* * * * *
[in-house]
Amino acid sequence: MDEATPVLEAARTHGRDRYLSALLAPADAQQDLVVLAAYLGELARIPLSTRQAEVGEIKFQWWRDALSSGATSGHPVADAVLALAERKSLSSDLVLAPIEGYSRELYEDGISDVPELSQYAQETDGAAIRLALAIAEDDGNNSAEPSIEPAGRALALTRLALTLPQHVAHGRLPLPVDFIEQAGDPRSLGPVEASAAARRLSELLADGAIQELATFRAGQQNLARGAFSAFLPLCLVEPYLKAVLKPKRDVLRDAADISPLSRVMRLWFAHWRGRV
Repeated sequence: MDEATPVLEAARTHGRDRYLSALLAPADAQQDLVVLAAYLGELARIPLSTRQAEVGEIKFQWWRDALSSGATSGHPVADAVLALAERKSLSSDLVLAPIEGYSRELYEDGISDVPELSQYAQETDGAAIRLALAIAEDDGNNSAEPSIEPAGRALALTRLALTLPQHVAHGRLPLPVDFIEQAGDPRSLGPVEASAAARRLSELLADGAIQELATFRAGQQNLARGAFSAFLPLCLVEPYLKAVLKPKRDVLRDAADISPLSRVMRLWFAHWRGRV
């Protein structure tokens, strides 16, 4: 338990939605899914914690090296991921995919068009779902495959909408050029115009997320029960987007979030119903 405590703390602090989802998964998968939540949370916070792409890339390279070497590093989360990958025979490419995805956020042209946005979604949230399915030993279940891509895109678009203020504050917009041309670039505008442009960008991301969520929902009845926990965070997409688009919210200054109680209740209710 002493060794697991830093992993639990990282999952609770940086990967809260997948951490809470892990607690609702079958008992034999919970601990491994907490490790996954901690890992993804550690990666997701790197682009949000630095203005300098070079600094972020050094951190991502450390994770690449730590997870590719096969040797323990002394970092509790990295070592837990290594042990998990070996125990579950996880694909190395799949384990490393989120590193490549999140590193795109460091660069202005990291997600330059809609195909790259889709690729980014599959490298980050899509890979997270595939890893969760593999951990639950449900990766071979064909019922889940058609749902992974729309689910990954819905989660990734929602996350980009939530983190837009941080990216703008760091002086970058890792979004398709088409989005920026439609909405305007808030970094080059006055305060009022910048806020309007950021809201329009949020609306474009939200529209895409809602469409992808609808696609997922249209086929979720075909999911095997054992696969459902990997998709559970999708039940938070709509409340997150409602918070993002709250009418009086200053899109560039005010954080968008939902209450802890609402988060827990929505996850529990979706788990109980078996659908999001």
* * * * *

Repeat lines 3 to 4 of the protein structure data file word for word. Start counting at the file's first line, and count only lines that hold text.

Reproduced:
Repeated sequence: MDEATPVLEAARTHGRDRYLSALLAPADAQQDLVVLAAYLGELARIPLSTRQAEVGEIKFQWWRDALSSGATSGHPVADAVLALAERKSLSSDLVLAPIEGYSRELYEDGISDVPELSQYAQETDGAAIRLALAIAEDDGNNSAEPSIEPAGRALALTRLALTLPQHVAHGRLPLPVDFIEQAGDPRSLGPVEASAAARRLSELLADGAIQELATFRAGQQNLARGAFSAFLPLCLVEPYLKAVLKPKRDVLRDAADISPLSRVMRLWFAHWRGRV
């Protein structure tokens, strides 16, 4: 338990939605899914914690090296991921995919068009779902495959909408050029115009997320029960987007979030119903 405590703390602090989802998964998968939540949370916070792409890339390279070497590093989360990958025979490419995805956020042209946005979604949230399915030993279940891509895109678009203020504050917009041309670039505008442009960008991301969520929902009845926990965070997409688009919210200054109680209740209710 002493060794697991830093992993639990990282999952609770940086990967809260997948951490809470892990607690609702079958008992034999919970601990491994907490490790996954901690890992993804550690990666997701790197682009949000630095203005300098070079600094972020050094951190991502450390994770690449730590997870590719096969040797323990002394970092509790990295070592837990290594042990998990070996125990579950996880694909190395799949384990490393989120590193490549999140590193795109460091660069202005990291997600330059809609195909790259889709690729980014599959490298980050899509890979997270595939890893969760593999951990639950449900990766071979064909019922889940058609749902992974729309689910990954819905989660990734929602996350980009939530983190837009941080990216703008760091002086970058890792979004398709088409989005920026439609909405305007808030970094080059006055305060009022910048806020309007950021809201329009949020609306474009939200529209895409809602469409992808609808696609997922249209086929979720075909999911095997054992696969459902990997998709559970999708039940938070709509409340997150409602918070993002709250009418009086200053899109560039005010954080968008939902209450802890609402988060827990929505996850529990979706788990109980078996659908999001």